The broad mission of our lab is to make contributions to computational genome science. We make contributions through education, software development, and collaborative biomedical research.
A primary goal of the lab is training great computational genome scientists. Computational scientists necessarily use a variety of tools from computer science, software engineering, statistics, and—for genome scientists—biology and medicine. In our lab, everyone learns the foundational aspects needed to do great computational genome science. Of course, genome science is a fast-paced field, so we also continue learning together, sharing and discussing advances in genome science as they come about. Not everyone wants or can have a career in a university setting, and our lab provides preparation for careers both inside and outside of academia.
Our research is realized through software development. Therefore, a keen interest in programming as a means of doing science is necessary to succeed in our lab. Software development and/or programming can take many forms, from simple scripts to complete platforms to interactive visualizations. In general, our approach to research is (a) find a problem/challenge in genome sciences where existing programs are not good enough; (b) develop new software to address the challenge; and (c) apply the software to address the challenge and contribute to solving it. The research product, then, provides advances in software as well as genome science. We do not build prototypes; we build software that people can (and hopefully will) use. Finally, all of our software is open-source and publicly available.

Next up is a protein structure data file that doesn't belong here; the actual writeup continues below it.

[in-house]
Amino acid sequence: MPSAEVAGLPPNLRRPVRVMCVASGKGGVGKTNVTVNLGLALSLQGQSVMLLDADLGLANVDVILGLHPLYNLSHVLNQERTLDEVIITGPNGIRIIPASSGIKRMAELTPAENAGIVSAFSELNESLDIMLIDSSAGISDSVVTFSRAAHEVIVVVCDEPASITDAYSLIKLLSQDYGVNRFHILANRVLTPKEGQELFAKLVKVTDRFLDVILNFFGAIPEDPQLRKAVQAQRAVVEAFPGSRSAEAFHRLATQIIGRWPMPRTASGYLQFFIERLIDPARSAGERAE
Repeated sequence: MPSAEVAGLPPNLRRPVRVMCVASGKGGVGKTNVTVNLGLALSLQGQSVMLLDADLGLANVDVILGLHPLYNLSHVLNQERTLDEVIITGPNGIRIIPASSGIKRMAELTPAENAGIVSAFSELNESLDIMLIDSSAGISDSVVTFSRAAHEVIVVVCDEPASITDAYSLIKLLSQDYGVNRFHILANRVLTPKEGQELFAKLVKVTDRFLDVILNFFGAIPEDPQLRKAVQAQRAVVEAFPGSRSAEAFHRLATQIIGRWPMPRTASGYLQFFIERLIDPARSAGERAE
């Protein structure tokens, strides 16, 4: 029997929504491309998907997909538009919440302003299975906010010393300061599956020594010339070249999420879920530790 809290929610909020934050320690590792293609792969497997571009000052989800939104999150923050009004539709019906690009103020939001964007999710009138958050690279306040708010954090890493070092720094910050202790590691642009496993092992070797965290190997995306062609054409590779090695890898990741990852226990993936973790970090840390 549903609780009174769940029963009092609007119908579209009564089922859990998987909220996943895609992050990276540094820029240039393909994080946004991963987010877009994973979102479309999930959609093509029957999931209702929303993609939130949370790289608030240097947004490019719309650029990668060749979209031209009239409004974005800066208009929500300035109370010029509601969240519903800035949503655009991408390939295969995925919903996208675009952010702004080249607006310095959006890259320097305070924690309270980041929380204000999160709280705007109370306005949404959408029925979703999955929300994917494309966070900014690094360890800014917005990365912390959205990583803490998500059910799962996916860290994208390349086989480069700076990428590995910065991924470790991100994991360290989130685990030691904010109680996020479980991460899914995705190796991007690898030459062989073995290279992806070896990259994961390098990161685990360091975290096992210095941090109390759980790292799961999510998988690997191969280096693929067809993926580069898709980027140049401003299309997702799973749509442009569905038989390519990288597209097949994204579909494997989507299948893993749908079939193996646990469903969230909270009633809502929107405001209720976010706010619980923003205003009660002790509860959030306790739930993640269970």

Many of the really exciting problems in biomedical science today require multidisciplinary, collaborative team working together. In this spirit, we work closely with biomedical scientists from many different backgrounds. Lab members often are required to learn about a subfield of biology/medicine in order to do their research and to work closely with others that have very different training.